RIP Gilbert Taylor

During my recent holiday in the North-East, I was saddened by the news that the great British cinematographer Gilbert Taylor had passed away at the age of 99. So, having just returned, I thought I would collect my thoughts together into a little tribute.
Tributes are regularly paid to great actors, screenwriters or directors - much as I have done on here - but cinematographers often don't get the credit that they deserve. Like lightning, sound, costume or make-up, they are often just regarded as an amorphous part of "the crew", for whom the director takes all the credit if the film in question is well-received. This is to some extent a legacy of the auteur theory, which remains a useful shorthand when reviewing but overlooks the collaborative nature of film as a medium.
You can make a good argument that a cinematographer is every bit as important as a director in creating and ensuring the visual sensibility of a given film. The cinematographer (director of photography in the US) is responsible for making all the director's visual decisions become a practical reality, from the choice of lenses, lights and filters to the movement and focus of the camera. They tend to have very close relationships with directors, which might explain why certain directors have consistently worked with the same one over their career - think of the Coen Brothers with Roger Deakins, or Christopher Nolan with Wally Pfister.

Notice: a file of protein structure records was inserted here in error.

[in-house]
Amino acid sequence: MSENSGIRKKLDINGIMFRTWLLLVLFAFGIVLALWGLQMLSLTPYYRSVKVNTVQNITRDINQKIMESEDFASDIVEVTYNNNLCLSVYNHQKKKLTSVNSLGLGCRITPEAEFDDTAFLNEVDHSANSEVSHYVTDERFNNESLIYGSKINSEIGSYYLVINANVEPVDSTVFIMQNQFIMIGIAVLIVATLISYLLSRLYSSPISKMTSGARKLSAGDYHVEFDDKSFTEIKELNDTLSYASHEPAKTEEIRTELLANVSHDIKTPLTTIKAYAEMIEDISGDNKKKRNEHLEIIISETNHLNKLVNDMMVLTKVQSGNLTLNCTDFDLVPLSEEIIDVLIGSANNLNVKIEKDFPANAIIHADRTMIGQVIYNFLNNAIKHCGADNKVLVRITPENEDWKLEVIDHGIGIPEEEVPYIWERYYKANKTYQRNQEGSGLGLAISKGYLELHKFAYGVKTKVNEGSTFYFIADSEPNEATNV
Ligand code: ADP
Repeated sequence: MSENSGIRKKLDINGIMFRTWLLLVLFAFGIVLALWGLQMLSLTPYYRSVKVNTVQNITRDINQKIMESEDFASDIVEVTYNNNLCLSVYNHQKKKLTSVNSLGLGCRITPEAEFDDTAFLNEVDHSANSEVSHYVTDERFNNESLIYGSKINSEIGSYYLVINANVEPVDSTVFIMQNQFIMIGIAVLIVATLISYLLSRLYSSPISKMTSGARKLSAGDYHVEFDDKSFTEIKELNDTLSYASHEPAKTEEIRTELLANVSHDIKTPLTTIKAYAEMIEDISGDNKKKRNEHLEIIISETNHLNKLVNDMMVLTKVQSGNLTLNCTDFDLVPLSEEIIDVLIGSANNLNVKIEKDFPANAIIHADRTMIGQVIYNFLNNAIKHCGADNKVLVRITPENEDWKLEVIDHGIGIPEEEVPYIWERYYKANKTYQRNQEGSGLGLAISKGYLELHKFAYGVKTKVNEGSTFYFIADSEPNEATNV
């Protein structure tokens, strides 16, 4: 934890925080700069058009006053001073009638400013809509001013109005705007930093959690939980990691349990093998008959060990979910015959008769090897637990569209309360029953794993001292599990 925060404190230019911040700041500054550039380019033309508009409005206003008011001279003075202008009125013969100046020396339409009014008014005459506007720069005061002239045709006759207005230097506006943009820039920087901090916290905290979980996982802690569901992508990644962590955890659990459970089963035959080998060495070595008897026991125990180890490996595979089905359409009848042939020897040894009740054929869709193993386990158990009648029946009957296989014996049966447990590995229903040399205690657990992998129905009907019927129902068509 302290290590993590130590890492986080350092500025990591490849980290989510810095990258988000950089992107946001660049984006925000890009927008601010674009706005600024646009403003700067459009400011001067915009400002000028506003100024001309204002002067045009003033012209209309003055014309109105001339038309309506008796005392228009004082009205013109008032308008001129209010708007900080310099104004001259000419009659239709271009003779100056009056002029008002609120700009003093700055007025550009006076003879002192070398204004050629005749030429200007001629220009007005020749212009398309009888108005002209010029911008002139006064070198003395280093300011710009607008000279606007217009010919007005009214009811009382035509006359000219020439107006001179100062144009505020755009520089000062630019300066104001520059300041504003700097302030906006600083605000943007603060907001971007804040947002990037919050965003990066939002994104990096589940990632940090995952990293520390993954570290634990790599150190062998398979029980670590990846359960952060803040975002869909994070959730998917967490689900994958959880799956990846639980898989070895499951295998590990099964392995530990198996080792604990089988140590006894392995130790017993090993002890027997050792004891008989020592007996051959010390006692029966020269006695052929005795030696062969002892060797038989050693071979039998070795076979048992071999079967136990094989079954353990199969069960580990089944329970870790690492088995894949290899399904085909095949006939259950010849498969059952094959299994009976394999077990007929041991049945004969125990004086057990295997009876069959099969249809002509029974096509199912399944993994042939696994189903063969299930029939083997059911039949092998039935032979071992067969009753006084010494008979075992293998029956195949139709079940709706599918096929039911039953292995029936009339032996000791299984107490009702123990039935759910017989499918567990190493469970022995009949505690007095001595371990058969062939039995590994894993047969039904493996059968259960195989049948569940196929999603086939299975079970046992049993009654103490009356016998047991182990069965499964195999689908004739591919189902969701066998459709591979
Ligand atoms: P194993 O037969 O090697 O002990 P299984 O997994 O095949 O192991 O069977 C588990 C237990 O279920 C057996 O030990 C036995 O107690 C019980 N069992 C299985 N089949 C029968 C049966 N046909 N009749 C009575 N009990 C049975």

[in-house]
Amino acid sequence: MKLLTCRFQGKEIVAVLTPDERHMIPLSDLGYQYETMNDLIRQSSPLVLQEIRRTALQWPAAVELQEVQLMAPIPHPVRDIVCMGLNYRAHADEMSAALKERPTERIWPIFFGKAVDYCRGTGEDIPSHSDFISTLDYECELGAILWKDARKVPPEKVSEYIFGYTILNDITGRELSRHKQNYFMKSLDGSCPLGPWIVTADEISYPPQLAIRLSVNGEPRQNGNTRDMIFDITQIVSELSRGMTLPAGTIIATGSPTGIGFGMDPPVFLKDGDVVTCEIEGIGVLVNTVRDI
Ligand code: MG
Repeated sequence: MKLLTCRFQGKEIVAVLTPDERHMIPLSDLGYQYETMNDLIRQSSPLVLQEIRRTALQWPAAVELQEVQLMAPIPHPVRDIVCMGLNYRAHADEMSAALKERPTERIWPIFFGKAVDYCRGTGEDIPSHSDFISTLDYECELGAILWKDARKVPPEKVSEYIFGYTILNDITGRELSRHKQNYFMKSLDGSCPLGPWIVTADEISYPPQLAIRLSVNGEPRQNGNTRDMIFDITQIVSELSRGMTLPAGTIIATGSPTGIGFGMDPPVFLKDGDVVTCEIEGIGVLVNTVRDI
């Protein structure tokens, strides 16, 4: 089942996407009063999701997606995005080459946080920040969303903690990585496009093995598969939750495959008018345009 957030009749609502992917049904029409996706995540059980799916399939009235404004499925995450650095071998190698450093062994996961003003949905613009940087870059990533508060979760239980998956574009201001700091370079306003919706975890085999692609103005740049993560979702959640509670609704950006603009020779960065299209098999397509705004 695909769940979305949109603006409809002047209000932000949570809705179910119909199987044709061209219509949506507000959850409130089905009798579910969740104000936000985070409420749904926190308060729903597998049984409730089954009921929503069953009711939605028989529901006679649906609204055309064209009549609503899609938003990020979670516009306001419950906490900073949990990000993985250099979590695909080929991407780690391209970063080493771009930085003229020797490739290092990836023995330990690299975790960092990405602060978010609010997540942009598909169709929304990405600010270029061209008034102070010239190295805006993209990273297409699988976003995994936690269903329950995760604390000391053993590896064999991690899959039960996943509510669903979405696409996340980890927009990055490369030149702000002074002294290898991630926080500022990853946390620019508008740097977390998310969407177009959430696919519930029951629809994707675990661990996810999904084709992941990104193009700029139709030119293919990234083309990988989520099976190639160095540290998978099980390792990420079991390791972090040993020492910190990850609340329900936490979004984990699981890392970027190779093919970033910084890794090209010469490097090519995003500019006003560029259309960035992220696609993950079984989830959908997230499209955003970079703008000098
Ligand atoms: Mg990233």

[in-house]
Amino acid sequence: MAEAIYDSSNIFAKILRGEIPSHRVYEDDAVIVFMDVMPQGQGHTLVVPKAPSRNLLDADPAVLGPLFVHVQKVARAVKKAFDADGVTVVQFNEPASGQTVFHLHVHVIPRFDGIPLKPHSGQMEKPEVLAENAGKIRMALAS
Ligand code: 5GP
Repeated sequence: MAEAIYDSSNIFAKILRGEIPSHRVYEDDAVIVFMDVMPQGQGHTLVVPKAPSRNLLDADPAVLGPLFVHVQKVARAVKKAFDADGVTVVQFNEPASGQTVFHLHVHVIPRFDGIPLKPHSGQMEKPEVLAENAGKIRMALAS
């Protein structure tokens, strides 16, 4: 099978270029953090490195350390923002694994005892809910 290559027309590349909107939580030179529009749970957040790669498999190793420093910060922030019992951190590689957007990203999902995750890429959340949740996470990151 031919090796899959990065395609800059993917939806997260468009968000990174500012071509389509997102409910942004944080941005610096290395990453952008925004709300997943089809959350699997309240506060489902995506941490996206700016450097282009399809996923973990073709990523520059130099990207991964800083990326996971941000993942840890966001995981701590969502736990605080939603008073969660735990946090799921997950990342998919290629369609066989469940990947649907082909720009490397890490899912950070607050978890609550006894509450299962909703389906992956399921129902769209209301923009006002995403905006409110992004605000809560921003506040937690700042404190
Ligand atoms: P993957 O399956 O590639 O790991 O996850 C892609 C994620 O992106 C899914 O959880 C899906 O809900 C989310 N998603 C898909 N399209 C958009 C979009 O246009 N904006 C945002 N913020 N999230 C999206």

Taylor worked with Roman Polanski on three occasions early in his career, on Repulsion, Cul-de-Sac and Macbeth - and in each case he compliments Polanski brilliantly, with lighting decisions and camera movements that really ramp up the tension. But Taylor was equally at home in other genres, and made the transition from black-and-white colour to pretty seamlessly. His filmography reads like a catalogue of cinematic milestones, and many of the films on which he serves have been praised for their distinctive visuals.
In the 1950s Taylor set the bar high for good-looking war films with Ice Cold in Alex and The Dambusters, widely regarded as one of the best British films of all time. In the 1960s he worked on early episodes of The Avengers (no, not that one), experimented with Richard Lester and The Beatles on A Hard Day's Night, and rubbed shoulders with Stanley Kubrick on  Dr. Strangelove, arguably the best film of that decade. In the 1970s and 1980s, he courted controversy with Alfred Hitchcock's Frenzy and Richard Donner's The Omen, argued feverishly with George Lucas on the set of Star Wars, and collaborated twice with Mike Hodges, first on Damien: Omen II and later on Flash Gordon.
Any of the films I've listed here are a fitting way to pay tribute to Taylor's talent. He was an incredible cinematographer whose impact will be felt on British film for decades to come. RIP.